The hashing algorithm you select at the bottom of the dialog box can be either RIPEMD-160, SHA-512, or Whirlpool. The hashing algorithm is used by the TrueCrypt random-number-generator as a 'pseudorandom "mixing" function, and by the header key derivation function (HMAC based on a hash function, as specified in PKCS #5 v2.0) as a pseudorandom function.'
Select whichever hashing algorithm you prefer, along with any encryption algorithm and click the [Next] button.
In the next dialog box, choose the size of the outer partition keeping in-mind that the inner partition you're planning on installing cannot be larger than the outer partition. Enter in the appropriate number, select the units from the drop-down dialog, and press the [Next] button.
The next dialog asks you for your outer-volume password. This is the password that you will reveal if coerced into doing so. You should choose a password that is significantly different from the inner-volume password. Type the password in twice, leave both option boxes unchecked, and click the [Next] button.
The next dialog asks you to move your mouse randomly within the dialog box to generate a seed for your encryption keys. When you get tired of watching numbers rip across the dialog, click [Format] to create the outer volume.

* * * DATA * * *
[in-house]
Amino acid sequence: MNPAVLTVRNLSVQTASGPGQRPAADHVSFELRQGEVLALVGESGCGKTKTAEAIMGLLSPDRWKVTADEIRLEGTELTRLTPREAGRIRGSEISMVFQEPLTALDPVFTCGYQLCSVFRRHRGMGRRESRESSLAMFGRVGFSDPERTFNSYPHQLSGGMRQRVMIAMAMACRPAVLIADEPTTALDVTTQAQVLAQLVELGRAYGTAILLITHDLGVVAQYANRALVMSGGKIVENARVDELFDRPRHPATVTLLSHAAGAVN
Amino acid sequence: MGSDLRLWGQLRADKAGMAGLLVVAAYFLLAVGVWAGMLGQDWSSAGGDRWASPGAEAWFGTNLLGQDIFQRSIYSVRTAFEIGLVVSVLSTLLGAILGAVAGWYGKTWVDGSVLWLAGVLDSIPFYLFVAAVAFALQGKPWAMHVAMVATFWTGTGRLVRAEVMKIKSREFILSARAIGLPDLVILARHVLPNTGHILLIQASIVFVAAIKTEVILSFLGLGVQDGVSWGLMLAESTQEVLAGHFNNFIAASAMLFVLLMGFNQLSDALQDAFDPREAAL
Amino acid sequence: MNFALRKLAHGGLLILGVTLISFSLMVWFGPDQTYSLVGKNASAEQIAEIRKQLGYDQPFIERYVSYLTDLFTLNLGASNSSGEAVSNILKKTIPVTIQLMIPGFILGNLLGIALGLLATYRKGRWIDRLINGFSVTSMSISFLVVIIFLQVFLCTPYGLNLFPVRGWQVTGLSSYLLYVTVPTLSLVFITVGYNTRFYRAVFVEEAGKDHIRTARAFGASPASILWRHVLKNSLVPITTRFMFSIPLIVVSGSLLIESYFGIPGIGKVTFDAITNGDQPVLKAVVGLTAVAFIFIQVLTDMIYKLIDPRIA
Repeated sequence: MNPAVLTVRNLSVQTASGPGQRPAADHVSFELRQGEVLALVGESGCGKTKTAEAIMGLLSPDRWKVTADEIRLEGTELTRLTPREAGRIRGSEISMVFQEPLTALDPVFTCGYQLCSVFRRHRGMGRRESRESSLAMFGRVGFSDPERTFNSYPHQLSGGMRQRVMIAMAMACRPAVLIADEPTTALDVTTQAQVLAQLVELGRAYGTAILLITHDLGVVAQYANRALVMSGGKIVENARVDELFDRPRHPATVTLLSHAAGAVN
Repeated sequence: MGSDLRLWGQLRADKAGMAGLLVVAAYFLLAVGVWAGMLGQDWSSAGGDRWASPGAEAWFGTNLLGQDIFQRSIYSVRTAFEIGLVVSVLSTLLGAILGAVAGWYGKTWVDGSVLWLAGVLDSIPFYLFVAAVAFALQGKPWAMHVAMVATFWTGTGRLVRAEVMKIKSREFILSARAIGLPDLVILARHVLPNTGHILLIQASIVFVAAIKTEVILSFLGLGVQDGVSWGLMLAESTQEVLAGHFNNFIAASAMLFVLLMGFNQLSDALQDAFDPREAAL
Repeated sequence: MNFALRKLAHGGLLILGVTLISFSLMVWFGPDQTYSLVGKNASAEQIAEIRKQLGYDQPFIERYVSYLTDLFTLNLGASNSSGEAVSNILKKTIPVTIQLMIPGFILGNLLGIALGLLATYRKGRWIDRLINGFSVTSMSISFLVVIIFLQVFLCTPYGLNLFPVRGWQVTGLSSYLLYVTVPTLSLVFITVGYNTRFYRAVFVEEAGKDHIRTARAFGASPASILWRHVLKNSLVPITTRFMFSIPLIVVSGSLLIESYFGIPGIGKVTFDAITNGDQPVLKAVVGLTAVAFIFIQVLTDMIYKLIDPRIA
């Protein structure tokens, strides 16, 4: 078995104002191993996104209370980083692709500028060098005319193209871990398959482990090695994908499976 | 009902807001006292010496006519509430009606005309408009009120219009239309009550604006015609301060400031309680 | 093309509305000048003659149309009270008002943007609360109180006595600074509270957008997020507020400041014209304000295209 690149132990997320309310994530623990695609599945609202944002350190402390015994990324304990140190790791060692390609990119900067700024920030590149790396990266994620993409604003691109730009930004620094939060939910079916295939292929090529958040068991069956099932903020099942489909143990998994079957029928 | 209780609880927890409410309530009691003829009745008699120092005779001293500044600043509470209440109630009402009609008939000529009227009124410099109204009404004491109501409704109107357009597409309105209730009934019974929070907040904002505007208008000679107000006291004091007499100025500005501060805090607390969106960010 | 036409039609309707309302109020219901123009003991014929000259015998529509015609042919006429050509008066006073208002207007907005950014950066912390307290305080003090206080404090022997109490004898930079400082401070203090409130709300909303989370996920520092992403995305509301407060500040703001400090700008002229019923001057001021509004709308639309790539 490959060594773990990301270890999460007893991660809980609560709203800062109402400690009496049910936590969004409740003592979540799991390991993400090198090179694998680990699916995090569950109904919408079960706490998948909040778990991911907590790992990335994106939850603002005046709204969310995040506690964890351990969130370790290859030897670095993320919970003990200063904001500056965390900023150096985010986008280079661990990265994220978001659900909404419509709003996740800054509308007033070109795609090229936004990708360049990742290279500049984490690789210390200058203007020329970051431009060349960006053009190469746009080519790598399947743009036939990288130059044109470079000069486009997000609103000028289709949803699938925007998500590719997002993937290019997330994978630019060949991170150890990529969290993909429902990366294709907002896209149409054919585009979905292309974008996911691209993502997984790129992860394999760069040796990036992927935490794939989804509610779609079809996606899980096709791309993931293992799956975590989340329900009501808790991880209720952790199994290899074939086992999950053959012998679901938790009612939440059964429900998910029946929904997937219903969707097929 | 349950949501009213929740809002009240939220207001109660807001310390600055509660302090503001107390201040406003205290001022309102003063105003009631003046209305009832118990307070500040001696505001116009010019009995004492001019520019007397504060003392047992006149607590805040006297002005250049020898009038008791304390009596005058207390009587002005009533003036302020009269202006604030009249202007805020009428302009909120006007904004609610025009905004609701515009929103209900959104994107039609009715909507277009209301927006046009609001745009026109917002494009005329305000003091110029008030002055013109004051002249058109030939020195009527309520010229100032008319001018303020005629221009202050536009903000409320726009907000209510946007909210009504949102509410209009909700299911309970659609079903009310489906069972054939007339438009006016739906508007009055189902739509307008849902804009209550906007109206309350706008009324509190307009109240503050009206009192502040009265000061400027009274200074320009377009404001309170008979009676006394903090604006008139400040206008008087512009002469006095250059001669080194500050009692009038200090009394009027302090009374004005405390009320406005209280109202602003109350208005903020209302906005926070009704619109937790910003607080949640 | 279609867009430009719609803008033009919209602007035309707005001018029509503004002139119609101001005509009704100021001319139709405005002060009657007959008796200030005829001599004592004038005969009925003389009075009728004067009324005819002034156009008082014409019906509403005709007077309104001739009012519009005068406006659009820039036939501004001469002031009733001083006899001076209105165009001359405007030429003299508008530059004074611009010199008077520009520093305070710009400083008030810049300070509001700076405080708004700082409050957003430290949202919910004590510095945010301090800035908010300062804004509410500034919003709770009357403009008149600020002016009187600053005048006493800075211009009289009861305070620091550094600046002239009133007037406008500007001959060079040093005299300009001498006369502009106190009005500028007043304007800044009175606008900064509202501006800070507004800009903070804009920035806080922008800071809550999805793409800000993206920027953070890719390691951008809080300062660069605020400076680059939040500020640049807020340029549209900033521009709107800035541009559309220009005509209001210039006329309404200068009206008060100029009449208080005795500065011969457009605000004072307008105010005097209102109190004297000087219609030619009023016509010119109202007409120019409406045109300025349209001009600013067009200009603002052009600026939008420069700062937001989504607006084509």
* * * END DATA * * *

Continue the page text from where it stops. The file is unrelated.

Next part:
Once formatted, you will see an informational screen which (wisely) advises you to place files into the outer volume. These should probably be files that you don't mind being discovered, but you would still want to encrypt. Old tax records, emails, work financials, that sort of thing. Click [Next] when you're done with all that.
In this section, we're going to deal with the Hidden volume. In my test case, the size of the outer volume was predetermined so it's asking me to click [Next] to move on.
Doesn't this dialog look familiar? This is the same encryption/hashing dialog that you saw to format the outer volume. This time, we're going to do the same thing, except we're going to format the inner volume. I'd strongly suggest that you choose different encryption and hashing algorithms for the outer volume than what you selected for the inner volume. Make your selections and click [Next].
In this dialog, choose the size of the inner partition. I'd recommend about 50% of the entire file size. If you go larger, it may appear obvious that there's something else hidden within your file. Click [Next].
Choose a very strong password. I'd strongly recommend using 1Password to generate a hideously-long nonsensical string that you'd need 1Password to provide as there's no way in Hell that you're going to remember it. (I'll talk about 1Password in a follow-up article.) As before, leave the check boxes alone and click [Next].
Select the filesystem format. This may vary from OS to OS. I'm going with FAT. Click [Next] and then do the mouse-move-random-number thing. Click [Format] when that bit's over.
You should see a pop-up that says that the TrueCrypt volume has been successfully created and is now ready for use. Yay!
In part-3, I'll wrap all this up and explain the bits and pieces I glazed over. For now, you know enough to start banging away on your filesystem...